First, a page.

The joy, often associated with finding a £10 note in your trousers you never knew you had was overwhelming. Like the clouds from the mountain, a great weight was lifted from our shoulders. With new found visibility also came the sight of the top, just as the woman had promised and truly a welcome sight that was.
Joining us in this place were the smart people who had set off a full hour before us, their climb a little more arduous than they had expected. For a hard to reach location, the number at the top were surprisingly many, all smiling, all marvelling at the sights and the drama before them.
Clouds, once reluctant to move from the side of the mountain were now pouring over the edge of the cliff like water, a sight that will remain with us for a lifetime. The sky above was crystal blue and for the first time since arriving in Scotland, the sun was shining brightly.
Suddenly, we knew the reason for the Chinese woman’s large grin and felt a little guilty for doubting her climbing estimate skills. There were no words to describe the view, no superlatives to do justice to the moment. To put into words, the majesty of the summit would be like trying to describe the colour red to a blind man. Besides, that’s what cameras and poets were invented for. But mainly cameras.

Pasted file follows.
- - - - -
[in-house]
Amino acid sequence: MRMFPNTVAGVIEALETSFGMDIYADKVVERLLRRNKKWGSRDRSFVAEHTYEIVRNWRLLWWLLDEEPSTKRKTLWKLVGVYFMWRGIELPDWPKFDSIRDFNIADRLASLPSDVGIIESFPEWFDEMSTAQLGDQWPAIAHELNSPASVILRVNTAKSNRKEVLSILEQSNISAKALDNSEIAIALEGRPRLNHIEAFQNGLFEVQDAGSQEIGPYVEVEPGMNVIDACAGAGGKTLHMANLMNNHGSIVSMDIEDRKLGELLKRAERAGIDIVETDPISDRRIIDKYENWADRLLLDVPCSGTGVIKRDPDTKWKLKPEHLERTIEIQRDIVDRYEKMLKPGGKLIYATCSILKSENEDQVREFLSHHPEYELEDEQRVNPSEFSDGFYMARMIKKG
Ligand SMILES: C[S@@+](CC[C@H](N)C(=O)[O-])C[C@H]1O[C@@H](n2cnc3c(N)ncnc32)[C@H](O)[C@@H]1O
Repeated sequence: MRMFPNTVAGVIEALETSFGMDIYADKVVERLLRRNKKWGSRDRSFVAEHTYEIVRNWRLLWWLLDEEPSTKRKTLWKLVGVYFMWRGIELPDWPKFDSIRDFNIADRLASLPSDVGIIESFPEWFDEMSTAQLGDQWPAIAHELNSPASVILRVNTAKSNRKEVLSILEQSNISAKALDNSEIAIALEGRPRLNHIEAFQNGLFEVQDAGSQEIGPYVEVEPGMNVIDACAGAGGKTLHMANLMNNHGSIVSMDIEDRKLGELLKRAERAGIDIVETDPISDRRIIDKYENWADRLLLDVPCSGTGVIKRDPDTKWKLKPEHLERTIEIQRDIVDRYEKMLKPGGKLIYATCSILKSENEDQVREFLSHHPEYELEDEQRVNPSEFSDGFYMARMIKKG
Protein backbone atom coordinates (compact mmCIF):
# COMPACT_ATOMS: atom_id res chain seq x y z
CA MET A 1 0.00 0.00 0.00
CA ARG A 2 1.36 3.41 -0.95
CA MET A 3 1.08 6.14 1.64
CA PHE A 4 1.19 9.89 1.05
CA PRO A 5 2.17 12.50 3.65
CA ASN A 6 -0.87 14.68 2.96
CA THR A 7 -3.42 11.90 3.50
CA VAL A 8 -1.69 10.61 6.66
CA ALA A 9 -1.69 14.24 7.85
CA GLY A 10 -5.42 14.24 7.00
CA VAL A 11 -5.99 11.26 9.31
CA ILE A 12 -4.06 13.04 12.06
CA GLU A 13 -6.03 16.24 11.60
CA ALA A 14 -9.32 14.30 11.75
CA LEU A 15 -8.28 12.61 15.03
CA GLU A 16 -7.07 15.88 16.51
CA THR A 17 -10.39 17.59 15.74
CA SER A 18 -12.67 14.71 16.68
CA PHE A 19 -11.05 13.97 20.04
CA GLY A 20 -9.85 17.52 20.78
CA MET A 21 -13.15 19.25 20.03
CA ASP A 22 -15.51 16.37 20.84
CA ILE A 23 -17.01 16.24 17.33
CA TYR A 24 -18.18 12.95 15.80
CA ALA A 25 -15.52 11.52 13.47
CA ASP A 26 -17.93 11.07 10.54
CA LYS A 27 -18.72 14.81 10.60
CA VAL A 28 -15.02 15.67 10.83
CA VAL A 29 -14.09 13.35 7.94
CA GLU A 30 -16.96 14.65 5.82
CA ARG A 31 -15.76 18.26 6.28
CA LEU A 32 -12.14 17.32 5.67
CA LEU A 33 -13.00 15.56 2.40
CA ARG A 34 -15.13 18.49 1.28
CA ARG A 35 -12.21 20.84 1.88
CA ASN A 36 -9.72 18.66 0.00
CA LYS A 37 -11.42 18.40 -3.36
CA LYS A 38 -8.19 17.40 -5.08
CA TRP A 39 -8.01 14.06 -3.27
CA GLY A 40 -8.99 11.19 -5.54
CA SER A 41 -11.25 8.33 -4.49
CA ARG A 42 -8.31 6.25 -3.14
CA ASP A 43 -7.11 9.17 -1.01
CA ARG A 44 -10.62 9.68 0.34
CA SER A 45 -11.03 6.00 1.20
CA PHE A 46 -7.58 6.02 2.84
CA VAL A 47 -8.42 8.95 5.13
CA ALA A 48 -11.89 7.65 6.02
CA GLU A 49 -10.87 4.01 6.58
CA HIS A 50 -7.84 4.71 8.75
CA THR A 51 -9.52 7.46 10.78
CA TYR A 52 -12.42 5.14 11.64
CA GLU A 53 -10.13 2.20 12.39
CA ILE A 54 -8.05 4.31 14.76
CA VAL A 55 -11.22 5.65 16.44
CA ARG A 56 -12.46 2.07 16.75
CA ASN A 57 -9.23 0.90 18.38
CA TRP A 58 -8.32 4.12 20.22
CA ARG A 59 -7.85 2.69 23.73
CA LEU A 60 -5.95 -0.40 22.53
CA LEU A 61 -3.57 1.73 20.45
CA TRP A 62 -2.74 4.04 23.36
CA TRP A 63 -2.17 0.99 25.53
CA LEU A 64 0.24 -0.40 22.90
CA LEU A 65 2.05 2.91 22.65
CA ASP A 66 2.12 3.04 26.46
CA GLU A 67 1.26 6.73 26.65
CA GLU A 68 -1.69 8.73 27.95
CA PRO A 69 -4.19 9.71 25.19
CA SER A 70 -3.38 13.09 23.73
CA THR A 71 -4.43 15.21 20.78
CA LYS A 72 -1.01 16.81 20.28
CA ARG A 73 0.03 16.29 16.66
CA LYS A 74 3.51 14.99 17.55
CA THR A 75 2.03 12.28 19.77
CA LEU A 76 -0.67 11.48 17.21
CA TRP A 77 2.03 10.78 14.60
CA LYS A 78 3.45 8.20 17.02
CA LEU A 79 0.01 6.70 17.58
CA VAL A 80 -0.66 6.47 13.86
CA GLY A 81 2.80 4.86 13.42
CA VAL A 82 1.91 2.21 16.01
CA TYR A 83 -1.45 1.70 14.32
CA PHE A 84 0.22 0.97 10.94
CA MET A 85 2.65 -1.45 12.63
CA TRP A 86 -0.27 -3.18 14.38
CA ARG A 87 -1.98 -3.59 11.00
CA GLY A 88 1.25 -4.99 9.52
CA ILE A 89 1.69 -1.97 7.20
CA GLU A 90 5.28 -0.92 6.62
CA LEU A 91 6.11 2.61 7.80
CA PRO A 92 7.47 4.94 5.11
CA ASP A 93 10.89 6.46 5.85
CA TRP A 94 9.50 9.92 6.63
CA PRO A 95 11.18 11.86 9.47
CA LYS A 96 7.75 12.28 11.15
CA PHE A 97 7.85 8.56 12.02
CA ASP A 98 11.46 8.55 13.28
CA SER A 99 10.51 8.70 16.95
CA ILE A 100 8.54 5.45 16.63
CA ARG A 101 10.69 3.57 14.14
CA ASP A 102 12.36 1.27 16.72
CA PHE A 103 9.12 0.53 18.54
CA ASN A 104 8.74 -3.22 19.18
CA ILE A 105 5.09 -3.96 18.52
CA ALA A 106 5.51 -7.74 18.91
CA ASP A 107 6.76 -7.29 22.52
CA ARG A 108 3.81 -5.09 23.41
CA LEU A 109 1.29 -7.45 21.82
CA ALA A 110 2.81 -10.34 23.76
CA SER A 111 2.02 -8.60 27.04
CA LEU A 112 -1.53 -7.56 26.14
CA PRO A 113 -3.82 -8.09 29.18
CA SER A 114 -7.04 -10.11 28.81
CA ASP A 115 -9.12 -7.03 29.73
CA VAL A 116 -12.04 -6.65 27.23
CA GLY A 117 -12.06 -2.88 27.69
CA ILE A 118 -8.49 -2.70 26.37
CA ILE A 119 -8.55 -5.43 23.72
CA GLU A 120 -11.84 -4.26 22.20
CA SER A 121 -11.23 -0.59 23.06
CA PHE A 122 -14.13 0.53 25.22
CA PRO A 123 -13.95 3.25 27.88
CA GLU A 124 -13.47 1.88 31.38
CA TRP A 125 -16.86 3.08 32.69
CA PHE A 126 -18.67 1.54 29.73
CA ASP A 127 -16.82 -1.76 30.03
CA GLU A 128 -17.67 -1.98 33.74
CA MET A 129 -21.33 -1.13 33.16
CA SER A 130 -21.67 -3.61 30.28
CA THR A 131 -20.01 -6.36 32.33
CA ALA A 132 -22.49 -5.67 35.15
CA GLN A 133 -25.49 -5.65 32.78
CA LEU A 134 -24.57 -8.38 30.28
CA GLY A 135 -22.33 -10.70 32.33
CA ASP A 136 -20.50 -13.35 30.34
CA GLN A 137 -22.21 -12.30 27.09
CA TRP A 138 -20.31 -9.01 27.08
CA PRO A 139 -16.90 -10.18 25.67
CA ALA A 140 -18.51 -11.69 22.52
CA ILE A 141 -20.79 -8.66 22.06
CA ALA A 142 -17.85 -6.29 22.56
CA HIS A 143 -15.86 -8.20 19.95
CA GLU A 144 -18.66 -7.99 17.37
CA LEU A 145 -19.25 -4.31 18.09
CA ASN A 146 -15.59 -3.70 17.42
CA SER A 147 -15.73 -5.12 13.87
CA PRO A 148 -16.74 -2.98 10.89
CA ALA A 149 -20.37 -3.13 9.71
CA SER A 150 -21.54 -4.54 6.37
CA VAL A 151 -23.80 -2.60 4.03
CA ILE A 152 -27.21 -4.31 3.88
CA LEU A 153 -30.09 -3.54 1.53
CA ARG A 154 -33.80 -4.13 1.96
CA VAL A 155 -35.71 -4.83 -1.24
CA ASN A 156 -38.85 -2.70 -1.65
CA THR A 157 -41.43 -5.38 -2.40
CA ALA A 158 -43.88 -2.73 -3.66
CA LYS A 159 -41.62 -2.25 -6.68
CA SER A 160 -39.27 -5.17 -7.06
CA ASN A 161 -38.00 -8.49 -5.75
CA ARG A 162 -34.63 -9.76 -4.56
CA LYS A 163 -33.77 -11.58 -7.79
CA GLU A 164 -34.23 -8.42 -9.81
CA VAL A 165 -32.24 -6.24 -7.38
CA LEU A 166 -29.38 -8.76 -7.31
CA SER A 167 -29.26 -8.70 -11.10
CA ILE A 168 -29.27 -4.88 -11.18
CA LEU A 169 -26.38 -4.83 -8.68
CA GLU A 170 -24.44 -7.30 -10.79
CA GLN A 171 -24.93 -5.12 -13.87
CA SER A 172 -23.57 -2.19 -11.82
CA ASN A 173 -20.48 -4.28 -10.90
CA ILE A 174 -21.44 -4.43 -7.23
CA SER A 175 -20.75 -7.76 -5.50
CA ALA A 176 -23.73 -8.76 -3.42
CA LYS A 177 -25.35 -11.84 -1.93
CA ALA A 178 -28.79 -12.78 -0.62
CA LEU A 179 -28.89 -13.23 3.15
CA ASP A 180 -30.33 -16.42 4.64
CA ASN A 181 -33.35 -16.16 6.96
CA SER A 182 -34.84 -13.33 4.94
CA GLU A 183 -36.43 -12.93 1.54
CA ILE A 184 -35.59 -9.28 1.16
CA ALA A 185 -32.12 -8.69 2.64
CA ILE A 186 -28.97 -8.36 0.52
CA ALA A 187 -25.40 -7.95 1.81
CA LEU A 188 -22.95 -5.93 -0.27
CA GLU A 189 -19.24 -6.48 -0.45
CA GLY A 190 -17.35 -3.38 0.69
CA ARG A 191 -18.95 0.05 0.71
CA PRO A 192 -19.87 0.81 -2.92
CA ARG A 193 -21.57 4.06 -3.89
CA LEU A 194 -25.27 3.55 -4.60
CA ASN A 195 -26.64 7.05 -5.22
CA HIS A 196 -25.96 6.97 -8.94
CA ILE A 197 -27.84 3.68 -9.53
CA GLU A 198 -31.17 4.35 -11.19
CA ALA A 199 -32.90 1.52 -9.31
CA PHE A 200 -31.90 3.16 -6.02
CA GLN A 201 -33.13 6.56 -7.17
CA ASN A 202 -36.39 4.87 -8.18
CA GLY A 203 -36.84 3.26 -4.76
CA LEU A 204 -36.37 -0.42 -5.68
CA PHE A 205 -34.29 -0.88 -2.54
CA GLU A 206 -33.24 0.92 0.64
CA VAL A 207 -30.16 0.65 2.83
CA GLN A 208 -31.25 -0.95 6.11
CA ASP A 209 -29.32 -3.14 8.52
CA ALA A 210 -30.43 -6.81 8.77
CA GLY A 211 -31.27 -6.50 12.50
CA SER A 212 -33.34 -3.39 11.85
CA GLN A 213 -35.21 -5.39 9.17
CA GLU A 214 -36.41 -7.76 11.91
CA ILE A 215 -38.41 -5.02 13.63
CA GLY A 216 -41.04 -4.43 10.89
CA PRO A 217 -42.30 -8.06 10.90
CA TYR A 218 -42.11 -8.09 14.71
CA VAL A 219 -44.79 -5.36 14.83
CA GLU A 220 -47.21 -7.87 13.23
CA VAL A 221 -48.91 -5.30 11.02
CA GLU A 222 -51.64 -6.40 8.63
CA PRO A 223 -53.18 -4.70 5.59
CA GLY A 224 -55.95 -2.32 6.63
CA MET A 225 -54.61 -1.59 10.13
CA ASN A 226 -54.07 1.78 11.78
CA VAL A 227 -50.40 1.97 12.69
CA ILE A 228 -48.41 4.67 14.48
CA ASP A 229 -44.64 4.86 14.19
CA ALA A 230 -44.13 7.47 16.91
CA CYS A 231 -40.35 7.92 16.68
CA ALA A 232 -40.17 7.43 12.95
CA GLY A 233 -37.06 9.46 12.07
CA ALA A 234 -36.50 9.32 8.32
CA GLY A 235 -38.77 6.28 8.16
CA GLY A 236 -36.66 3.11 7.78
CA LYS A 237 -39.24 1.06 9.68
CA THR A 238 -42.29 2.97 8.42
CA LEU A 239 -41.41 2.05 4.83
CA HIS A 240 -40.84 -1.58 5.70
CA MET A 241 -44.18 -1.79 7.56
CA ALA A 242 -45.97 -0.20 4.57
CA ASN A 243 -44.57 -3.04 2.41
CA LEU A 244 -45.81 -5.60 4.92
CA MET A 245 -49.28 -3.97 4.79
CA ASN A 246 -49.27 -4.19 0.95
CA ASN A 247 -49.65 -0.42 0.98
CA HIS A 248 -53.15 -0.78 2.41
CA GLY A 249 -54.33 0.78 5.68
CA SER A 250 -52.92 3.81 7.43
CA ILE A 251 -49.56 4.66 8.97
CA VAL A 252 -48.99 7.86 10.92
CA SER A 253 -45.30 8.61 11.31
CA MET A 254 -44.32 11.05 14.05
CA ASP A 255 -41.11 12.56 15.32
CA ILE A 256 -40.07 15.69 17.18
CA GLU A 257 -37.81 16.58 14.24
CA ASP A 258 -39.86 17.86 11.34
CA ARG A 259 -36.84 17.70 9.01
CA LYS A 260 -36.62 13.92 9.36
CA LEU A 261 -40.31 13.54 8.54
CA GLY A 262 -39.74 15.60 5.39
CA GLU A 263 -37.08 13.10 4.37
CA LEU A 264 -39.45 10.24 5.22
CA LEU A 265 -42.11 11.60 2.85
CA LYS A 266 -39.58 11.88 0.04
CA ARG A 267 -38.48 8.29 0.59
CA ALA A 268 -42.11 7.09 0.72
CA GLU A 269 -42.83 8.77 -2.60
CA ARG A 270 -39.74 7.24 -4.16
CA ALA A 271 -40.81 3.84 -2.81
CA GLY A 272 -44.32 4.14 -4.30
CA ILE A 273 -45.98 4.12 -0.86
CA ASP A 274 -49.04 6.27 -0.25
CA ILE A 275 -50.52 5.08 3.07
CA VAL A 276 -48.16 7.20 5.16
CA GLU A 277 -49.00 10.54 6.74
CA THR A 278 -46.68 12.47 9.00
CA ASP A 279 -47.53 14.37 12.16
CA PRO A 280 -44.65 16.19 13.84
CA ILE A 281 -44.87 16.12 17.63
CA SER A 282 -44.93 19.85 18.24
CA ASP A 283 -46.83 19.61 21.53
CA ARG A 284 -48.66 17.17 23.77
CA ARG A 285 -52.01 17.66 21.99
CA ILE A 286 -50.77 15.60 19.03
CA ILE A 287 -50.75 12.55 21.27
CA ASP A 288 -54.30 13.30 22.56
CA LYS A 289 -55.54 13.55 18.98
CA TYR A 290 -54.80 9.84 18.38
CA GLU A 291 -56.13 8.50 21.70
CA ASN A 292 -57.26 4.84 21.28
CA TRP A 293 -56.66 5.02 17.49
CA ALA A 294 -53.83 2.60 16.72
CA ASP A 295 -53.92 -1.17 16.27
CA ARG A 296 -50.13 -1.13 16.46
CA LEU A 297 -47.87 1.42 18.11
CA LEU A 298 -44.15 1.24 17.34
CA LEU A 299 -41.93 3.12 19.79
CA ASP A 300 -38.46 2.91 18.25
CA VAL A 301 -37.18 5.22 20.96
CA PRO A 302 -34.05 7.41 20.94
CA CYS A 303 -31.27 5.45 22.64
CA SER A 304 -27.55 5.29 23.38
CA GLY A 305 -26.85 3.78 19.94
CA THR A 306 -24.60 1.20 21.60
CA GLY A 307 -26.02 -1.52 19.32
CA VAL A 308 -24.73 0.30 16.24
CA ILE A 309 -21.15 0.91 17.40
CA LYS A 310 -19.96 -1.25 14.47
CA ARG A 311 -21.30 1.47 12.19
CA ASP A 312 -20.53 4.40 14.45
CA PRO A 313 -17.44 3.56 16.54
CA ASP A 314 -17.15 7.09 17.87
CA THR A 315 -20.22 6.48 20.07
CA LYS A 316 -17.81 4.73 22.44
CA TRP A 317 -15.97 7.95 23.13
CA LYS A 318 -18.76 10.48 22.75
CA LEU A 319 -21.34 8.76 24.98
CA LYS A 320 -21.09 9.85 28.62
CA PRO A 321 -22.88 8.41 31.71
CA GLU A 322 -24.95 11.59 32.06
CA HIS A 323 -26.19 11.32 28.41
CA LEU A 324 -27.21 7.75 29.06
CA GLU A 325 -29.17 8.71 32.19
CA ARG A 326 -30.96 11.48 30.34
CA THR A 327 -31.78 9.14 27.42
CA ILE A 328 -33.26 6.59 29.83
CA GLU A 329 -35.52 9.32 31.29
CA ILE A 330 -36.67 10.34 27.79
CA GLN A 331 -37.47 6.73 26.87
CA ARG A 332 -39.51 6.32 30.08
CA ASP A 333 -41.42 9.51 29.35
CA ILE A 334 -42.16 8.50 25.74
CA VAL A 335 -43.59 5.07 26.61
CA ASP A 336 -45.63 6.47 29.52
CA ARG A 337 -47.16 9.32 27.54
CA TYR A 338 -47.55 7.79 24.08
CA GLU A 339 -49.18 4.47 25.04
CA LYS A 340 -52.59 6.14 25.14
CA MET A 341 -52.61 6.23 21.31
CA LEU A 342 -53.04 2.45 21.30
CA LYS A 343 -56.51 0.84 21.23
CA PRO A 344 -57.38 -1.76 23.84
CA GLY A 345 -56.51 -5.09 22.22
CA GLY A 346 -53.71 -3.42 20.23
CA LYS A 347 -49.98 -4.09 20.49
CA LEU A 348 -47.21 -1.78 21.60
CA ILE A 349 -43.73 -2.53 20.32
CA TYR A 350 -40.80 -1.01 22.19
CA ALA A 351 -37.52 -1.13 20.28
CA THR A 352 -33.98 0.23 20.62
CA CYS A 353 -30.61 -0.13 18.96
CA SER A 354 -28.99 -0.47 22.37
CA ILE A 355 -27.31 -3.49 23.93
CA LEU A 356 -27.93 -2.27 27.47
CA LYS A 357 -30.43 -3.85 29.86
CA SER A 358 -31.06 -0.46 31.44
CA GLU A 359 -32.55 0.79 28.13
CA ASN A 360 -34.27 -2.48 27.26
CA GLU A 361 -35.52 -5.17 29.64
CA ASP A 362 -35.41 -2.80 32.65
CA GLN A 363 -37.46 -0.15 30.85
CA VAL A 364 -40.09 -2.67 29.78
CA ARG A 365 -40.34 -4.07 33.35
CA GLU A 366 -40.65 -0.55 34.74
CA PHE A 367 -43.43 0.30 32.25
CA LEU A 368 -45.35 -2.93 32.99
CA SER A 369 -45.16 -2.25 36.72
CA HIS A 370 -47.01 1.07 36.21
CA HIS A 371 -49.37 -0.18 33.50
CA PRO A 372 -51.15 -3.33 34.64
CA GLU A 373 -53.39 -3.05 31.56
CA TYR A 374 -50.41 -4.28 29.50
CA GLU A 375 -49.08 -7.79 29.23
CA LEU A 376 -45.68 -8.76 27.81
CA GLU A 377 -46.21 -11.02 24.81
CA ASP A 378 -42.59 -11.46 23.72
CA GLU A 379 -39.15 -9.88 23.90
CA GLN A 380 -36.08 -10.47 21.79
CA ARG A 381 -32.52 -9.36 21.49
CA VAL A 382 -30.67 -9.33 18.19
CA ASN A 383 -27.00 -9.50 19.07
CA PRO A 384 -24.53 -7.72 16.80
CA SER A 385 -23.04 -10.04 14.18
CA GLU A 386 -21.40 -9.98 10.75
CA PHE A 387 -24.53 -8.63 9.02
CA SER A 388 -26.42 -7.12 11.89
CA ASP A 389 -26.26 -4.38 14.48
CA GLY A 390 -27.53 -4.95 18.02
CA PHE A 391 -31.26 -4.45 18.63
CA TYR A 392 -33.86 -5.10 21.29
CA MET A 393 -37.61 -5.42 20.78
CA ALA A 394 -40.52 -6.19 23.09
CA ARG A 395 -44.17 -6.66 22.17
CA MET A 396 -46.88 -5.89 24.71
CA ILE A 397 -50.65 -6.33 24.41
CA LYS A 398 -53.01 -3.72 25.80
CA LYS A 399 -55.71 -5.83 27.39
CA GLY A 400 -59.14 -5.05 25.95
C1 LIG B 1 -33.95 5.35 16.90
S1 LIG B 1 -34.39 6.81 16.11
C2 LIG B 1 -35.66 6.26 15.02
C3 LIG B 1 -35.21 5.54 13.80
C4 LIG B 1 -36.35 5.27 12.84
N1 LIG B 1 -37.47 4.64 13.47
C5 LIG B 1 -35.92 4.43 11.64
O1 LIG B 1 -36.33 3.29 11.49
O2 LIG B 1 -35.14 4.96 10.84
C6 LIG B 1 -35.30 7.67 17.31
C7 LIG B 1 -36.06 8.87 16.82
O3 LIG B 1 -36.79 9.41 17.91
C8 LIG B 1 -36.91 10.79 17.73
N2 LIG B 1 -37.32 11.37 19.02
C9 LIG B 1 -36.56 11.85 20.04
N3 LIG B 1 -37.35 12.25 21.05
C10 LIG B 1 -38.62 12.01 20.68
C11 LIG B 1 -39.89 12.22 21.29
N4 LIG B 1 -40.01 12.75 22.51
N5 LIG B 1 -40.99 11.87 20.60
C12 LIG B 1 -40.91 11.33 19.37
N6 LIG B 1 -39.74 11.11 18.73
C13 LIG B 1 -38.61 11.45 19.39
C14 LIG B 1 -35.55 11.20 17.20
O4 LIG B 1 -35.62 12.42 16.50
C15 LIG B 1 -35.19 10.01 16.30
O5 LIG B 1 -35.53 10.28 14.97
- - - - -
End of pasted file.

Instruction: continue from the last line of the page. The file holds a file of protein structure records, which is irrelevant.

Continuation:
After a short, flat walk that involved no pacing whatsoever, we were at the summit. We had hoped for three and a half hours; we had ascended in two hours twenty minutes. The challenge was well and truly alive and for the first time that day, we actually felt that we had a chance of doing this thing. All the fears, all the doubts and all the worries that had been nurtured at the foot of the mountain were gone, blown away with the clouds and off into the mid-distance.
Climbing a mountain is optional, coming down a mountain is mandatory. However, we three explorers, the unprepared few had no intention of setting off anytime soon. This was a once in a lifetime opportunity, a moment to savour and enjoy. No amount of pain or sweat spilt along the way could detract from the exhilarating experience at the end of the path and for a brief moment, we soaked up the atmosphere as if we were the first to have ever climbed this bare unforgiving mountain, giddy explorers, the first of our kind.